As you read the words which are found in the opening chapter of the prophetic book of Ezekiel you will find that not only were the heavens opened before and unto him, but it was in the midst of those open heavens that he saw visions of God. What’s more, is that it is in the opening verses of this passage of Scripture we find four distinct realities which were present and at work within the life of Ezekiel. The first reality found within the life of Ezekiel the prophet is how the heavens were opened unto him; the second reality was how he saw visions of God; the third reality was that the word of the LORD came unto him; and the fourth reality was that the hand of the LORD was there upon him. In these opening verses we find an incredibly powerful witness and testimony concerning Ezekiel the priest, the son of Buzi in the land of the Chaldeans, as everything would be directly linked and connected to the word of the LORD which were spoken unto him, however, before he would speak a single word unto the captivity of Israel, and unto those to whom the word of the LORD was sent, he would encounter a tremendous vision of God—and not only a vision of God, but also a vision of the glory of the living God. It would be there in the land of the Chaldeans the heavens would be opened, Ezekiel would see visions of God, and the glory of the LORD would be revealed unto him. Of all the prophets which are found in the Old Testament there are only a select few unto whom the LORD appeared unto, and whom we have a powerful rendering of His voice speaking unto them. In the sixth chapter of the Old Testament prophetic book of Isaiah we find the son of Amoz seeing the LORD seated on His throne high and lifted up in the year king Uzziah died. In the opening chapter of the prophetic book of Jeremiah we find this son of Hilkiah hearing the voice of the LORD speaking unto him and calling him. In the Old Testament prophetic book of Daniel we don’t necessarily find the word and voice of the LORD speaking unto Daniel at the outset of the prophetic call that would be upon his life, however, we do find Ezekiel experiencing and encountering a vision of the glory of the LORD. What I find to be truly astonishing is when you think about the fact that there were two individuals—two of those who were called to be prophets of the LORD—who both saw a vision of the glory and greatness of the LORD there in the land of captivity and exile. The priest Ezekiel the son of Buzi would see the heavens opened and visions of God, while the prophet Daniel would also see a vision of the glory and greatness of the LORD in the land of captivity and exile. With this in mind, consider if you will the following passages which describe these visions of the glory and greatness of the LORD, as well as the word of the LORD speaking expressly unto these servants of the most High God:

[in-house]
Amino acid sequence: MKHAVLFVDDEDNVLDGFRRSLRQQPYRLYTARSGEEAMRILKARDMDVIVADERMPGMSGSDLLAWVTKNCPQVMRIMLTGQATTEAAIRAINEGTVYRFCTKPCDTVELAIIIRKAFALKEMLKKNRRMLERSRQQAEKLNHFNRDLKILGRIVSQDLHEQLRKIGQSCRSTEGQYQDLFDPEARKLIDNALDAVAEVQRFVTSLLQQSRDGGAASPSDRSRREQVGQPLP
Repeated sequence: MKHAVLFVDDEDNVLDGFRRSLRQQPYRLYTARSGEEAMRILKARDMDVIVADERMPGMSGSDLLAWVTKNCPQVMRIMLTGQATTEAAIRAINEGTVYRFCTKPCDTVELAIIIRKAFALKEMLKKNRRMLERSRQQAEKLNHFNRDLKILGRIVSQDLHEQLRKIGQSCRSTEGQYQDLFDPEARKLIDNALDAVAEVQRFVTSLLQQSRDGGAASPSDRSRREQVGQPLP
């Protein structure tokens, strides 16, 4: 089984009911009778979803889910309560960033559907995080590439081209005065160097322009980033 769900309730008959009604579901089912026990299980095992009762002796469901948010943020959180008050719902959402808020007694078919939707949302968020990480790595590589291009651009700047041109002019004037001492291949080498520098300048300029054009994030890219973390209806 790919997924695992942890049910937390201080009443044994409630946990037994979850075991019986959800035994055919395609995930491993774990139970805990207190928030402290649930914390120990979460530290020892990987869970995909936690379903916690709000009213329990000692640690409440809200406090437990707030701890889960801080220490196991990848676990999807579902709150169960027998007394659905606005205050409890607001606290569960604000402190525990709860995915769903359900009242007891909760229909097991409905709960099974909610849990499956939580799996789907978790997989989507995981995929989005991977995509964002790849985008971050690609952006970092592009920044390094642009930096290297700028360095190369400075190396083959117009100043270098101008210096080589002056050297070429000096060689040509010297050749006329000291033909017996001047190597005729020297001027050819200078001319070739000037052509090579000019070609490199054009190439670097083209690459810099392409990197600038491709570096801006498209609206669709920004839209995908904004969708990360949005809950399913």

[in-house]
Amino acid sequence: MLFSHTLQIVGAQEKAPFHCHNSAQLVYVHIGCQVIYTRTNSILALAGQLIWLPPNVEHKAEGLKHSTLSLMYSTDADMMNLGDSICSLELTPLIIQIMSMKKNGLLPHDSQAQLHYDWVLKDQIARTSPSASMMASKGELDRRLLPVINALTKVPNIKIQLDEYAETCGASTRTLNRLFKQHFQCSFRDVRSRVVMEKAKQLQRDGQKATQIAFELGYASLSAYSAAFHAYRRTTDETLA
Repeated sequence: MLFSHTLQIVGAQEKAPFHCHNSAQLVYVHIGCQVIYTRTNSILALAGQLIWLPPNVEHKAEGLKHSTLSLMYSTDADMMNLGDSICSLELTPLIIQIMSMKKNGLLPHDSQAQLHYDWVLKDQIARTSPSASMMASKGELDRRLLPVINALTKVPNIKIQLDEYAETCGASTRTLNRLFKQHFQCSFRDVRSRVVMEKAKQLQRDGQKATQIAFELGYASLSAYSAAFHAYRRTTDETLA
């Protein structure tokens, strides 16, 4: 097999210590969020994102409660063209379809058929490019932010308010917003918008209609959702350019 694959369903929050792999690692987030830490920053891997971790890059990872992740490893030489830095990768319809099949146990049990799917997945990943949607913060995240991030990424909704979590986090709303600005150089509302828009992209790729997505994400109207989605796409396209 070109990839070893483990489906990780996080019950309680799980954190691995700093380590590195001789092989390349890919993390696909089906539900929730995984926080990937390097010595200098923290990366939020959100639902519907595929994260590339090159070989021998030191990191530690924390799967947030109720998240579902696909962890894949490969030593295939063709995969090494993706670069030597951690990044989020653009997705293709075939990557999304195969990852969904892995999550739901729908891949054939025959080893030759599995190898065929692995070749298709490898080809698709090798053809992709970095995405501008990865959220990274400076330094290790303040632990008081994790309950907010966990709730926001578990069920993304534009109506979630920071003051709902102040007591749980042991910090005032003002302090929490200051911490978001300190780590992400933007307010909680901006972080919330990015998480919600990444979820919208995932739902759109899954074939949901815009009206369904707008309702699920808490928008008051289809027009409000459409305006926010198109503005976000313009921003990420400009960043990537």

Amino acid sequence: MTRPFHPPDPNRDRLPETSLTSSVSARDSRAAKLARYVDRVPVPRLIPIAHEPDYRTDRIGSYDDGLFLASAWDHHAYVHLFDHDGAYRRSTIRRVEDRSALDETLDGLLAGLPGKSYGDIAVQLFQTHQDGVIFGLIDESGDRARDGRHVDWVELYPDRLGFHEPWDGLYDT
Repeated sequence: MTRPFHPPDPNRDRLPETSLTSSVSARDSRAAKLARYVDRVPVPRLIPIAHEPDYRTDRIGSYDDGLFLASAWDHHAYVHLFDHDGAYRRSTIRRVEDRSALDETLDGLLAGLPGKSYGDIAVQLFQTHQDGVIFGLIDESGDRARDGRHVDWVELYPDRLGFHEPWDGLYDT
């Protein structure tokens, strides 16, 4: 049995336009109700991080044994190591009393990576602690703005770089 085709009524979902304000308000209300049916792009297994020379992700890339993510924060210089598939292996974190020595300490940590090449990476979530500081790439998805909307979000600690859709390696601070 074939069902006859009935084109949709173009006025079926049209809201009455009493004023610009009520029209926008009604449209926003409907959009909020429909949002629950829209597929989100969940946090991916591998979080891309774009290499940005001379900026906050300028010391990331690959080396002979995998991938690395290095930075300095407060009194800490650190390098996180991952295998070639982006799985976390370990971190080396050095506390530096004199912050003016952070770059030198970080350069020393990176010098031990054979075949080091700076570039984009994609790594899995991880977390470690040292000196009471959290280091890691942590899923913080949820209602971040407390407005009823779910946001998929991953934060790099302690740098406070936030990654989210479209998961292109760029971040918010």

“In the year that king Uzziah died I saw also the LORD sitting upon a throne, high and lifted up, and his train filled the temple. Above it stood the seraphims: each one had six wings; with twain he covered his face, and with twain he covered his feet, and with twain he did fly. And one cried unto another, and said, Holy, holy, holy, is the LORD of hosts: The whole earth is full of His glory. And the posts of the door moved at the voice of him that cried, and the house was filled with smoke, Then said I, Woe is me! For I am undone; because I am a man of unclean lips, and I dwell in the midst of a people of unclean lips: for mine eyes have seen the King, the LORD of hosts. Then flew one of the seraphims unto me, having a live coal in his hand, which he had taken with the tongs from off the altar: and he laid it upon my mouth, and said, Lo, this hath touched thy lips; and thine iniquity is taken away, and thy sin is purged. Also I heard the voice of the LORD, saying, Whom shall I send, and who will go for us? Then said I, Here am I; send me. And he said, Go” (Isaiah 6:1-8).

“The word of the LORD came unto me, saying, Before I formed thee in the belly I knew thee; and before thou camest forth out of the womb I sanctified thee, and I ordained thee a prophet unto the nations. Then said I, Ah, Lord God! Behold, I cannot speak: for I am a child. But the LORD said unto me, Say not, I am a child: for thou shalt go to all that I shall send thee, and whatsoever I command thee thou shalt speak. Be not afraid of their faces: for I am with thee to deliver thee, saith the LORD. Then the LORD put forth his hand, and touched my mouth. And the LORD said unto me, Behold, I have put my words in thy mouth. See, I have this day set thee over the nations and over the kingdoms, to root out, and to pull down, and to destroy, and to throw down, to build, and to plant” (Jeremiah 1:5-10).